Sen. Wyden is Right About the CASE Act

And the photography associations are wrong.

https://www.eff.org/deeplinks/2019/12/yet-another-year-fighting-bad-copyright-bill-2019-year-review

All due respect to the PPA and ASMP – two associations that I was a member of – they’re at best misguided, if they think copyright can be fixed in this way. At worst, they’ve lost their moral compass.

It’s sad to see “pro” photographers lower themselves to corporate rent seeker status, as if they are deserving of special privilege.

This turd of a bill was not debated, at all, in the House of Representatives and has received scant media attention. No wonder, because it’s hard to imagine any popular support for this.

Not to mention the usurpation of our judicial system with an administrative tribunal that is probably, oh, not so Constitutional.

I suspect this law, should Senator Wyden concede, will be contested in court. You know, a proper public court of law. Not an ad hoc unelected bureaucratic tribunal outside the judicial system, that denies due process.

I sympathize with photographers whose images were commercially used, without license. Its happened to me, too.

But there are myriad reasons why their old business model isn’t working like it used to. Testing the dark waters of digital dystopia and unconstitutional tribunals is no way to make an obsolete model work again.

A bipartisan bill – again, passed without debate – is not a rationale for legitimacy, in of itself.

Time and again we’ve seen how Congress taints its legacy with one bad law, after another. Poor judgment is something politicians are richly rewarded for.

By now most Americans should understand that bipartisan = everyone gets screwed.

This bad law will do nothing for photography itself, which is what should truly concern anyone who identifies as a Photographer.

Pinterest: The Pirate Bay IPO

If Instagram is the teen-age bedroom wall of the Internet, then Pinterest ($PINS) is the scrap book.

This would be fine, so long as most of the content was original. But it’s not. It’s a model that rewards image theft.

So, it’s not unfounded to say that $PINS’ IPO is akin to having The Pirate Bay IPO on the NYSE. At least TPB is honest about their intentions.

Let’s do a quick thought experiment. Suppose TPB did IPO, what would the reaction be? Hollywood lobby rage, for starters. And that would likely be enough to stop it, in its tracks.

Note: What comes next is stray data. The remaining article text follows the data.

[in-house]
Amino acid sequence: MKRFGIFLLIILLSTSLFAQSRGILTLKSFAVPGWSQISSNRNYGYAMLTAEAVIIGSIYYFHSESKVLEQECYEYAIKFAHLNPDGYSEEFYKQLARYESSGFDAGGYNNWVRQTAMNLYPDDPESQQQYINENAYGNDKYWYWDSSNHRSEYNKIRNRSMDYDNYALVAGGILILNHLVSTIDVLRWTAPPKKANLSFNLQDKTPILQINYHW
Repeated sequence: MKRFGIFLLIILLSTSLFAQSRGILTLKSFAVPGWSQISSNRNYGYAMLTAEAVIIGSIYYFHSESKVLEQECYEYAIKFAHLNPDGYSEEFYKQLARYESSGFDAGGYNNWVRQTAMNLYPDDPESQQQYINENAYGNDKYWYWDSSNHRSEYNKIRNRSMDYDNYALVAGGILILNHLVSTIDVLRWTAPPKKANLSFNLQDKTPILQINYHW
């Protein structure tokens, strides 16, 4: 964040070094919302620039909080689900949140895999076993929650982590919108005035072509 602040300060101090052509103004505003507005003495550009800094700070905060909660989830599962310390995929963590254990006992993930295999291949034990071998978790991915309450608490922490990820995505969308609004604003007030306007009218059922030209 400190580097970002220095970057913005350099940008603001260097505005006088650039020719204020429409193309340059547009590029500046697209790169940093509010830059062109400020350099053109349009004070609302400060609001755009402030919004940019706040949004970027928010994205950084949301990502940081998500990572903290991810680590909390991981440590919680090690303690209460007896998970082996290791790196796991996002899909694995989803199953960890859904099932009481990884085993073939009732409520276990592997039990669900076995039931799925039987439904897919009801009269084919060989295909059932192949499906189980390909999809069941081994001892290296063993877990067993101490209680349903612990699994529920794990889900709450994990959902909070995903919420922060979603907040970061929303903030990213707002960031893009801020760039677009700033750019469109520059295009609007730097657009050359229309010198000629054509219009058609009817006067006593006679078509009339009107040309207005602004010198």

But if it’s only photography, then who cares, right? Particularly if said images come from amateurs, students, or obscure local pros.

If the market is telling us that it’s all good to profit from unlicensed image copies, then end copyright. Drop intellectual monopoly. Open-source everything. Reform laws to fit the 21st Century, at least.

But that would need a bottom-up movement that top-down legislators responded to. Bottom-ups have advocates and practitioners, but not pocket-stuffing lobbyists. It would also need legislators who weren’t intellectual and moral bankrupts. Fat chance.

Unfortunately, we’re likely to get IP laws, that serve illiberal interests. None of them will help independent artists. This is the dilemma, when abstract universalism and fractal localism are in conflict. So what are people left with?

Creative Commons and the some rights reserved option is a place to start. But questions about its efficacy are reasonable.

There are no easy answers, other than to follow Warren Buffet’s suggestion to never buy an IPO… particularly if it’s a digital scrap book of stolen images, with a fluffed market cap of $13.7B on $-0.20 EPS.

Bubbles, we’re blowing bubbles.

Some Rights Reserved

I have switched the copyright license for most of my published work, on my blog and website. It will be a Creative Commons Attribution-NonCommercial-ShareAlike 4.0 International.

This means that you’re free to share, remix, or use. But it must be non-commercial, attributed to me, and shared with the same license. Some of my official digital copies are available to download and share.

Client work will remain All Rights Reserved, for the agreed to embargo on extra use.

My reason for this is simple. The world has changed. However, bad actors or patent trolls are, once again, being too aggressive with their IP rent-seeking. I’m looking at you Disney and more recently, Microsoft.

You can use centralized databases or emerging decentralized tech. But we all have the right to own our data and content, sharing or selling it however we choose. Copyright infringement – if we’re going to have IP laws at all – should at most be a civil matter, rather than criminal. Anything more, is barbaric.

Free PDF Copy: Against Intellectual Monopoly